Historic Wheeling-Pitt Lofts development to get underway

1905 high-rise sparks city’s future, boasts its history

WHEELING — A $30 million investment into Wheeling’s tallest building is expected to inject a new life into the city’s downtown — and local leaders are hopeful that the venture will be followed by a domino effect of supporting economic development.

Wheeling city leaders joined Dr. John Johnson, owner of the former Wheeling-Pittsburgh Steel Building, and developer Steve Coon of Coon Restoration and Sealants, along with several other local dignitaries who gathered on the 12th floor of the Wheeling-Pitt building Friday afternoon. Officials announced details of the long-awaited redevelopment of the building into a 128-unit apartment complex in the heart of downtown.

“We’re really looking forward to making a downtown neighborhood, and that’s really what this is,” Coon said. “Once we create it, it’s just going to grow and expand. Once we start connecting the dots, we’re going to have a very, very viable downtown.”

Built in 1905 as the Schmulbach Building, the 12-story structure for many years was the tallest building in West Virginia. It most recently and most notably served as an office headquarters for Wheeling-Pittsburgh Steel Corp., but in the wake of the decline of the area’s once thriving steel industry, the high-rise has remained vacant since 2013.

Coon said the redeveloped apartment complex will be known as the Historic Wheeling-Pitt Lofts and will feature two-bedroom and one-bedroom market-rate loft apartments, along with many of the historic architectural features the turn-of-the-century building boasts.

“You can tell there was a lot of money in Wheeling back in the early 1900s, and thank God you didn’t tear a lot of these down like a lot of other cities did,” Coon said. “You’ve got more historic value here thank I think I’ve seen anywhere.”

The key man behind the revitalization of the Capitol Theatre in Wheeling a few years ago, Coon has completed a number of historic preservation projects in the Canton, Ohio area where his business is based, across the state of Ohio and around the country. Currently a co-owner of the famous Longaberger Big Basket building near Newark, Ohio, Coon said a planned revitalization of that unique building has been moved to the back burner during the pandemic and the Historic Wheeling-Pitt Lofts project has moved back to the front.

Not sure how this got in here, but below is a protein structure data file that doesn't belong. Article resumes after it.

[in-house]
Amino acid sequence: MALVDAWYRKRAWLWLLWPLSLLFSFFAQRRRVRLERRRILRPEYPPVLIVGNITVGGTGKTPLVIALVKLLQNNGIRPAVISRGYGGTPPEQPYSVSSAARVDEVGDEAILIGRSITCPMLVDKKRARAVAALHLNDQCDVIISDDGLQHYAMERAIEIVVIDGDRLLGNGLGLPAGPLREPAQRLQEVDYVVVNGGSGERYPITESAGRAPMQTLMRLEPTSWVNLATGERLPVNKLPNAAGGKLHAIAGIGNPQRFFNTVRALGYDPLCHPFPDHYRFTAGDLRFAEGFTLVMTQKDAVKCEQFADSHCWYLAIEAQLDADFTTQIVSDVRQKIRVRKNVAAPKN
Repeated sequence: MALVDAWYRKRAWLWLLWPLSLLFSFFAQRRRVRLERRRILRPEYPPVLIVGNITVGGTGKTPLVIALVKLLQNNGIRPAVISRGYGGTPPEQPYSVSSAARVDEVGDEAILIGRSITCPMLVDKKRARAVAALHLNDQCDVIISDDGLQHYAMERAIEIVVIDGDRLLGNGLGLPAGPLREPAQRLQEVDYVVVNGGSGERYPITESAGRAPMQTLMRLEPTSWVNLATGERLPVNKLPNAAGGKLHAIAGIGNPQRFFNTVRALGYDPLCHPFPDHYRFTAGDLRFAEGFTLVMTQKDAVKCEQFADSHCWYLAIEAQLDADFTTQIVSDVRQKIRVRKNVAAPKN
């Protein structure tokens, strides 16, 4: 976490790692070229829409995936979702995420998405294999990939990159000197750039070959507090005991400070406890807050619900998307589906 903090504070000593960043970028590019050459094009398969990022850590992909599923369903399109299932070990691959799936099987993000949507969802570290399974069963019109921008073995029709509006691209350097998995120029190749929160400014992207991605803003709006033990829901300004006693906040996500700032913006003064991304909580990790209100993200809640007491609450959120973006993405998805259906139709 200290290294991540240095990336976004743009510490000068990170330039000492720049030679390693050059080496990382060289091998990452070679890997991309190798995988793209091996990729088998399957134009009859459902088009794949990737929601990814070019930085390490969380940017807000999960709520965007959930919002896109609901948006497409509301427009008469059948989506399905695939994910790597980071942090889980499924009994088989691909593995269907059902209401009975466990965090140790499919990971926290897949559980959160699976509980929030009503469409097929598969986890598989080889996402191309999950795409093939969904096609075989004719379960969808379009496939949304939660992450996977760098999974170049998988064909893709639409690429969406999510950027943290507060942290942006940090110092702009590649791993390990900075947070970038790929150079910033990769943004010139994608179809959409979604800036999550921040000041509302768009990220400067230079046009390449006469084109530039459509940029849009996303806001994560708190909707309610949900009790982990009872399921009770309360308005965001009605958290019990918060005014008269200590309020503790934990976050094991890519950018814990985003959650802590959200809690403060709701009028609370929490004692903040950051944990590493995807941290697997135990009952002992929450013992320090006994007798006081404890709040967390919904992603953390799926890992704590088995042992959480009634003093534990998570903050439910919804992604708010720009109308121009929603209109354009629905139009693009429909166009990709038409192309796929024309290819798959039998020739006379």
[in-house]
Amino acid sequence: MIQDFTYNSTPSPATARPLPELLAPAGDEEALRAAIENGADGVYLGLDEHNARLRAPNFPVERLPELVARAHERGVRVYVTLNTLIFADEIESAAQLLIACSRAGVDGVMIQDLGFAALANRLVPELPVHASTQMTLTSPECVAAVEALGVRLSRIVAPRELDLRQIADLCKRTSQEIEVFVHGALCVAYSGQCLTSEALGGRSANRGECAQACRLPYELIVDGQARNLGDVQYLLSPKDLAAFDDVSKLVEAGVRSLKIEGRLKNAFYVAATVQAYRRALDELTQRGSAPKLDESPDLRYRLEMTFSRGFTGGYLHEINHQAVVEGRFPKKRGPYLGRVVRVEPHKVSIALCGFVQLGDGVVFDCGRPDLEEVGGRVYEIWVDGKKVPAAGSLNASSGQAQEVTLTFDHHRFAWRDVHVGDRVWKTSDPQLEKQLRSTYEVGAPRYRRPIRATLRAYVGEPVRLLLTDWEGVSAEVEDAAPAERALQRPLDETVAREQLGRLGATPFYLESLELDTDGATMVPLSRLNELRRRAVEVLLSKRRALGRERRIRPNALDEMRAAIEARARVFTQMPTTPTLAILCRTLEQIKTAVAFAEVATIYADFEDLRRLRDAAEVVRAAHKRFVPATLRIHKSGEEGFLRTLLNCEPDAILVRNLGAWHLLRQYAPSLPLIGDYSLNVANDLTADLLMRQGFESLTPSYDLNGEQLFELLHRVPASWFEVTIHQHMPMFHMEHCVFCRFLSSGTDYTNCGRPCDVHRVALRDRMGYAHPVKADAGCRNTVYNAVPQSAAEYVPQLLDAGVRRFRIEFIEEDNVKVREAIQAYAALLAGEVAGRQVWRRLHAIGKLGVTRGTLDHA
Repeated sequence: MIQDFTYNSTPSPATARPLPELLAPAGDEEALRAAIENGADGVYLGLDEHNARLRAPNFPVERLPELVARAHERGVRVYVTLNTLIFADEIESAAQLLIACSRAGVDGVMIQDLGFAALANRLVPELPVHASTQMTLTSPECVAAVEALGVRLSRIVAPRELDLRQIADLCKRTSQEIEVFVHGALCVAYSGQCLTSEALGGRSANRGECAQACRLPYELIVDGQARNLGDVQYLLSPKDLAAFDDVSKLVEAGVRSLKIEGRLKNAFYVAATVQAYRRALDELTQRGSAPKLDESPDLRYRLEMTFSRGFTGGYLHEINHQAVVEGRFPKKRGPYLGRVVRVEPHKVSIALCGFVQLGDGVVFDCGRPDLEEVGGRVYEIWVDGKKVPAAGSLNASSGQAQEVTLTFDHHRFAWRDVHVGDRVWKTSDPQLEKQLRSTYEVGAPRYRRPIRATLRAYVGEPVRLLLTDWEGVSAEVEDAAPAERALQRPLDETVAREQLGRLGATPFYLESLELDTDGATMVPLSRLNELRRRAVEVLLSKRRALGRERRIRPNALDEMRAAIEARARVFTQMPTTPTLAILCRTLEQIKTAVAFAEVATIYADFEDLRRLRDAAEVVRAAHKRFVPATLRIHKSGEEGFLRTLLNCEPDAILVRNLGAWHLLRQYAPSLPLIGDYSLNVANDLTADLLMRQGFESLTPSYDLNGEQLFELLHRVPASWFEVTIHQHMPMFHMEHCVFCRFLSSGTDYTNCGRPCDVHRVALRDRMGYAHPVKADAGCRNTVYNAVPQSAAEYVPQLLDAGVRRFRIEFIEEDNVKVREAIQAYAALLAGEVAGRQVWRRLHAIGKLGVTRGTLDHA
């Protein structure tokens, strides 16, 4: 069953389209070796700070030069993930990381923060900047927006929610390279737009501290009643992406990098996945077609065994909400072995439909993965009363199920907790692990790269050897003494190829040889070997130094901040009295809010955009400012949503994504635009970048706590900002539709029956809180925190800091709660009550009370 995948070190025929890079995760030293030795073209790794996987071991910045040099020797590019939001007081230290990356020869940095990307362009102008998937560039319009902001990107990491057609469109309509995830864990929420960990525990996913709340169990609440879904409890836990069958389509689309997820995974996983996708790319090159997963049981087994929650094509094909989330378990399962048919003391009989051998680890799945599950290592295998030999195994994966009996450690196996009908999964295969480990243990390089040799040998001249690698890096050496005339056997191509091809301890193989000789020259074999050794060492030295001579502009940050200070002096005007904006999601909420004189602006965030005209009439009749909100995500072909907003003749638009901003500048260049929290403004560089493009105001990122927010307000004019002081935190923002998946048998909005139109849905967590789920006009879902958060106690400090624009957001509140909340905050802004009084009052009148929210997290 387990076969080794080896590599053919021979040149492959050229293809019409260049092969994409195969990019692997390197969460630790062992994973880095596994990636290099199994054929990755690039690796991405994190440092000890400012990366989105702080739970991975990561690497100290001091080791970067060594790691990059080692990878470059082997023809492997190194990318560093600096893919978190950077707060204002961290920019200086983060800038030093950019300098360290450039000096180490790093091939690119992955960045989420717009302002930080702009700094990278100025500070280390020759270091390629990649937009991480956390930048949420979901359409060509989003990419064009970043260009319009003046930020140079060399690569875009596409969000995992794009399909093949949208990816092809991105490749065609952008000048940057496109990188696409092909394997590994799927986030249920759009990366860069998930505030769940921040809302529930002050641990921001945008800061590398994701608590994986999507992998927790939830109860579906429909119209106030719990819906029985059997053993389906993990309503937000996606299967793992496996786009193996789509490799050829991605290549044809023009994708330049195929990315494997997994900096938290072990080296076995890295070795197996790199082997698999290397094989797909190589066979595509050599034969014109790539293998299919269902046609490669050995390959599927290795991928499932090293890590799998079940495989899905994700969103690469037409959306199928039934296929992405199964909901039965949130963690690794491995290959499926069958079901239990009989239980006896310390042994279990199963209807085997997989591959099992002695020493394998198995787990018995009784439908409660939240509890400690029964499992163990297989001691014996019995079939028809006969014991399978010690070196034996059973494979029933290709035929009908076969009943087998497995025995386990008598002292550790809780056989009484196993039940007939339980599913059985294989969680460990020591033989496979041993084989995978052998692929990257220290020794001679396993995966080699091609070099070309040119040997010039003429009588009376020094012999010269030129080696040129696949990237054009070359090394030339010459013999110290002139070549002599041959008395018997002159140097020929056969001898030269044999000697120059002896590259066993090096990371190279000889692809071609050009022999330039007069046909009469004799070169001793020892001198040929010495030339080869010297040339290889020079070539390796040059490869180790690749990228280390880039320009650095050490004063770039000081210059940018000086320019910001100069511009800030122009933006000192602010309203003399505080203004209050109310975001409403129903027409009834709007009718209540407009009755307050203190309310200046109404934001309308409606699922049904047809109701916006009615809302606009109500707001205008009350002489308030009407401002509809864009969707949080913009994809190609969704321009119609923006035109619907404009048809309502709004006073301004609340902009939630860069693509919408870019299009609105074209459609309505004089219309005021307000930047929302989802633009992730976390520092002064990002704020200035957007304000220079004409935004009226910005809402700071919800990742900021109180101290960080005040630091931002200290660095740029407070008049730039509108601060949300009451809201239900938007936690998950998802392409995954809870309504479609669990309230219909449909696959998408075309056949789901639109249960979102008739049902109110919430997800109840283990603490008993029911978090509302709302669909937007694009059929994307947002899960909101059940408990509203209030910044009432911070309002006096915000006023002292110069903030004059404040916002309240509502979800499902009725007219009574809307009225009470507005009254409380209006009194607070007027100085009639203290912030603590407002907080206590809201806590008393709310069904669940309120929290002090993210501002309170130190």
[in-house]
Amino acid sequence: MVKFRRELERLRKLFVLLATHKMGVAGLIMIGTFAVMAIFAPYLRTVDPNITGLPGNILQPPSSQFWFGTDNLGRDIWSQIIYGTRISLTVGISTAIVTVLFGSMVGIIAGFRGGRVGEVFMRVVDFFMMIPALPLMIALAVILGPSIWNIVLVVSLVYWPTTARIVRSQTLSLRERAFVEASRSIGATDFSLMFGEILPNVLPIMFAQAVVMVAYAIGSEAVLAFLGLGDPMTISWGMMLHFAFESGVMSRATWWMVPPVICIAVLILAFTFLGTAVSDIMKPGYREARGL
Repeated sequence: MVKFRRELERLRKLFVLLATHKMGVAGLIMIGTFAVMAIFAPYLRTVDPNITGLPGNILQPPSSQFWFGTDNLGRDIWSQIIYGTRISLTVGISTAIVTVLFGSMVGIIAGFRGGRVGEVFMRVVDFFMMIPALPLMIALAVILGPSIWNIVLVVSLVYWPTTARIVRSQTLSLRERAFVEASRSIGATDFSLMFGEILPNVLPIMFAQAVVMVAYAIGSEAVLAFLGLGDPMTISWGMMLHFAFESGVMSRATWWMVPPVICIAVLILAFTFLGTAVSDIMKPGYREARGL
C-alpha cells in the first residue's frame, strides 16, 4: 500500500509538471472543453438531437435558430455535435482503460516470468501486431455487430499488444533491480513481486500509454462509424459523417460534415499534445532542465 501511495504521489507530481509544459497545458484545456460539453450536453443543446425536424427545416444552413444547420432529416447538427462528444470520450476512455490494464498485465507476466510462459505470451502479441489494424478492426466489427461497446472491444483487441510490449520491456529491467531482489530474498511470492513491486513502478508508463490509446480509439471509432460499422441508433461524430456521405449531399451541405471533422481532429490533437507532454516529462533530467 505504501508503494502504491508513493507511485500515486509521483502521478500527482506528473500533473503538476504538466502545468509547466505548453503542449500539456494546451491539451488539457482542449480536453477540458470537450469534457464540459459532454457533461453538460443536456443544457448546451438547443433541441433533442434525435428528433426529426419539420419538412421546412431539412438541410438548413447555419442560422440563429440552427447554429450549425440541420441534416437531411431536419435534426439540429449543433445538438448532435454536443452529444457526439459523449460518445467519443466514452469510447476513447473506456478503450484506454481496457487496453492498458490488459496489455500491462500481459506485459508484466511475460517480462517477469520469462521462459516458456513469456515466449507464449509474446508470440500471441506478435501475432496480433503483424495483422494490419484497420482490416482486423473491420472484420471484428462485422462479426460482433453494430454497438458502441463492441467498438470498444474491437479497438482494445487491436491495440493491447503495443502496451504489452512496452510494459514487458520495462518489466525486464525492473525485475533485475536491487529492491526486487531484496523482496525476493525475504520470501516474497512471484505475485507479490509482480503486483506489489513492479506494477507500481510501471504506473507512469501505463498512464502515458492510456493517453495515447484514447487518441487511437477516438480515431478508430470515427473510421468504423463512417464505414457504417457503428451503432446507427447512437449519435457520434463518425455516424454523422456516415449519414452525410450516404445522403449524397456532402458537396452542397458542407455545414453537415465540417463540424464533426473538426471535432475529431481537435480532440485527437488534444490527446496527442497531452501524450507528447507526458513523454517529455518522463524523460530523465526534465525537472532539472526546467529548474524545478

“He loves old buildings, and he has a formula to bring them back to life,” Wheeling Mayor Glenn Elliott said of Coon’s renowned work with many successful historic restoration projects. “It’s no secret to those who know me that this project has become somewhat personal in recent years. When I first thought about running for office, it was very clear to me that if this city was going to come back, we were going to have to take stock in our historic architecture. If you look across the Rust Belt, that’s what cities have done. If you have historic buildings downtown and across your community, you don’t tear them down, you try to save them at any cost and make them contribute.”

Peter Ketter, director of historic preservation for Cleveland-based Sandvick Architects Inc. — which is spearheading the design work on the Historic Wheeling-Pitt Lofts, said touted the historic value this high-rise building and other landmark structures across Wheeling have.

“The architectural fabric in Wheeling is as good as any city in the country and certainly in this region,” Ketter said. “We’re standing in the crown jewel of that architectural fabric of the city, and we couldn’t be more excited to be participating in this project. There’s no way you can construct a building like this today and achieve the same level of character and grandeur that we will be able to achieve by rehabilitating this building.”